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While many Magic Valley storefronts are locked, food processing carries on
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While many Magic Valley storefronts are locked, food processing carries on

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Clif Bar Baking Company

Clif Bar Baking Company seen Tuesday in Twin Falls. While the coronavirus has closed many Magic Valley businesses, food processors remain open. 

TWIN FALLS — Magic Valley businesses are bleeding. Stores are shuttered. Shopping areas are eerily empty. Thousands of people are out of work in south-central Idaho alone.

But for the most part, despite rampant panic buying and shelf after empty shelf in many grocery stores, for the food processing business, life is carrying on relatively normally. Magic Valley dairy, sugar, potato and energy bar processors said that, despite taking additional safety and health precautions, the coronavirus isn’t affecting them all that much.

People still have to eat.

Chobani

Magic Valley food processors are taking extra precautions to keep facilities sanitized, but for many, business is carrying on relatively normally. 

Food processors are essential businesses, so they don’t the same government-mandated restrictions that forced so many to close their doors.

“(We) have to maintain normal operations at our factories, warehouses and other locations while implementing required social distancing,” Amalgamated Sugar Communications Specialist Jessica Anderson said in an email.

It’s too early to be certain about how the pandemic will affect agriculture and food processing, said Liang Lu, University of Idaho assistant professor of agriculture economics and rural sociology. There isn’t much good data yet.

But, can a pandemic, in the long-term, alter how much food people buy?

Probably not, Lu said.

That answer might seem non-intuitive based on what you’ve seen while grocery shopping, with many stores limiting customers to just one or two items of some staple foods. In the past few weeks, you might have been unable to buy eggs, water, rice, beans, milk, cream, flour, sugar and other items — even spuds at one point.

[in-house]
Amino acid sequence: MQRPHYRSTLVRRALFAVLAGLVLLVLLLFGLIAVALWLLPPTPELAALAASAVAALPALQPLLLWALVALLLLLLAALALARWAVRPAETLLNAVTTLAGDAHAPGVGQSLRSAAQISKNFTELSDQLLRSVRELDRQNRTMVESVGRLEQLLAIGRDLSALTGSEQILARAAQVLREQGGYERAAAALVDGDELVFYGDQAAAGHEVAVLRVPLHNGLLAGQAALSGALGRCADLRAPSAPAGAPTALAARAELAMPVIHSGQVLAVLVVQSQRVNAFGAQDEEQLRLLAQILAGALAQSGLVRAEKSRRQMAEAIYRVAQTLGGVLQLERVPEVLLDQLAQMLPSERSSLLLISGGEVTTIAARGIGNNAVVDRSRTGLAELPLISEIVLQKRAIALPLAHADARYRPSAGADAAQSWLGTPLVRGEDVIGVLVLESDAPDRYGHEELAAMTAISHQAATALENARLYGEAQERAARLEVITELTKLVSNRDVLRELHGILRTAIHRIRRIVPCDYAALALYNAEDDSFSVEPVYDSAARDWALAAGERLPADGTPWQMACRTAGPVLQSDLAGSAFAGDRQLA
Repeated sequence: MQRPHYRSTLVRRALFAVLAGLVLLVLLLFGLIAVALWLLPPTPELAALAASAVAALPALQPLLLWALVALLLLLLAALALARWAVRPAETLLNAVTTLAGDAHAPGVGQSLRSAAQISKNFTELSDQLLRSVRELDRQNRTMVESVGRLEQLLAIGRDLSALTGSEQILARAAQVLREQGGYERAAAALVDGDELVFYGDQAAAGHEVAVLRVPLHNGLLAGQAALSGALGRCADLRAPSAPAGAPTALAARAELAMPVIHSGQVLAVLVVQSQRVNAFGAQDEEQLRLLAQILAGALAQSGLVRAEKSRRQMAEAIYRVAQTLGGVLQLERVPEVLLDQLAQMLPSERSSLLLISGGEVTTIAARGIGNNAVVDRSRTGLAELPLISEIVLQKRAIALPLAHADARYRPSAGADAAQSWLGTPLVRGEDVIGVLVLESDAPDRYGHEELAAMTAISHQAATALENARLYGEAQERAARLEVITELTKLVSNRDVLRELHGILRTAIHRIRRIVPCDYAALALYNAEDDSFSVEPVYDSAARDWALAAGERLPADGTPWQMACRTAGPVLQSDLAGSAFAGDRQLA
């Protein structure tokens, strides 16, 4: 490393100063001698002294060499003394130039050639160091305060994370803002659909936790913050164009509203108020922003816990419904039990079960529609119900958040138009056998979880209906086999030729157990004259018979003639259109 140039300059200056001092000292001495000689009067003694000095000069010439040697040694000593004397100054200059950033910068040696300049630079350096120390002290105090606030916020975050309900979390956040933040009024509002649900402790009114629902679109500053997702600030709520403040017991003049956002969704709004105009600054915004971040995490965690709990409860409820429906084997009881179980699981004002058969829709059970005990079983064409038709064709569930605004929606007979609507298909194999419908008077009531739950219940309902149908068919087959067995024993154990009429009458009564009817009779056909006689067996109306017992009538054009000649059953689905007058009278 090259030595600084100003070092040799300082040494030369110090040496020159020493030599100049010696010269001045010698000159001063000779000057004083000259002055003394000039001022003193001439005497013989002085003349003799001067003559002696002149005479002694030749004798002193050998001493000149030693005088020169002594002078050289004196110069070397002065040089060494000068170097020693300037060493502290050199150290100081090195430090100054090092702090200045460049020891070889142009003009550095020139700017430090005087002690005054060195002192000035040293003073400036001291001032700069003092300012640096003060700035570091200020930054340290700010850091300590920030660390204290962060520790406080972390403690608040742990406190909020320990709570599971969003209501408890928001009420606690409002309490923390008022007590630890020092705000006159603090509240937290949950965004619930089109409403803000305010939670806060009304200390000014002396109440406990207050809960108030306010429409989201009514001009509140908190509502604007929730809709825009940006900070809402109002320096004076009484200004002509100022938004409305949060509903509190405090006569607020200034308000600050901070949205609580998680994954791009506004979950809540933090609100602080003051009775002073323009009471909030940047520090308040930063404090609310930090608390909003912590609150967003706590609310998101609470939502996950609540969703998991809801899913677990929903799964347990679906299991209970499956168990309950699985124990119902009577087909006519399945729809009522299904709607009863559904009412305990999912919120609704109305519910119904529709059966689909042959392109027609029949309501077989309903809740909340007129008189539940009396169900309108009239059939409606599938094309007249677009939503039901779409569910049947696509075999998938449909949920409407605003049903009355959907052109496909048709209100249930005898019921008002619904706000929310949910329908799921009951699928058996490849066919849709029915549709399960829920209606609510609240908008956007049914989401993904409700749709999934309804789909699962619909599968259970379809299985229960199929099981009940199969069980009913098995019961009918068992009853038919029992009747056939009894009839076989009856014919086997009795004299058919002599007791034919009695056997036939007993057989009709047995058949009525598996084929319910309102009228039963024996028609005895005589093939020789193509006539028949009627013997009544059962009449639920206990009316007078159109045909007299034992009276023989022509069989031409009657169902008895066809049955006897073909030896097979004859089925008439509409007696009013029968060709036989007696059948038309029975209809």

“We are seeing increased demand both in-store and online,” Clif Bar Twin Falls Bakery General Manager Dale Ducommun said in an email, noting that the company’s Twin Falls and Indianapolis bakeries are working hard to keep shelves stocked. Clif Bar employees are receiving extra pay now, Ducommun said.

But panic buying probably isn’t going to last, and it isn’t going to have much of an impact on processors in the coming weeks or months, Lu said.

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“Are we going to see more demand in the long term?” he said. “I think hardly.”

Even though many have been hoarding food, the spurt in buying doesn’t mean people are going to eat more day after day. Every American has one stomach. No one’s going to start drinking more milk just because there’s a pandemic.

Amalgamated Sugar Company

Food processors, such as Amalgamated Sugar Company seen Tuesday in Twin Falls, are essential businesses, and their plants continue to run. 

Americans might start eating a bit differently as the pandemic continues. Recessions can cause a decrease in demand. Lu explained that when people have less income, they may change their buying habits to save money. As the recession continues, those impacts could grow — but probably not by much.

“We have to eat, so I would imagine the impact on the demand side would be really, really small,” he said.

The supply side

The coronavirus probably won’t affect dramatically how much people eat. But given how hard it’s hitting most sectors of the economy, it would seem plausible that supply chains could face some obstacles.

But even though Lu said he expects the supply chain to face more challenges than demand, he doesn’t see cause for alarm.

“There are some disruptions,” Glanbia Head of Corporate Communications Martha Kavanagh said, while noting that all of Glanbia’s plants are running. “We were fortunate in that, as a global company, we have multiple manufacturing locations.”

The ag supply chain is healthy, Lu said, noting that transportation appears to be relatively unaffected so far. Competition for truckers, however, is likely to increase, he said. If everyone has to pay more for truckers, prices could go up a bit for consumers.

Agriculture doesn’t tend to respond to recessions the same way other industries do, for a host of reasons. Economists have said in the past that the Magic Valley was at least partially insulated during the Great Recession in 2008 because the region’s economy is so ag-dependent.

The size of the Magic Valley’s ag and processing businesses could be a benefit, too. During a global pandemic and recession, big agriculture is a positive, Lu said.

“I find it somewhat ironic that in the past, ag was criticized for being too big,” he said. “Right now, we need strong agriculture so people can feel safe.”

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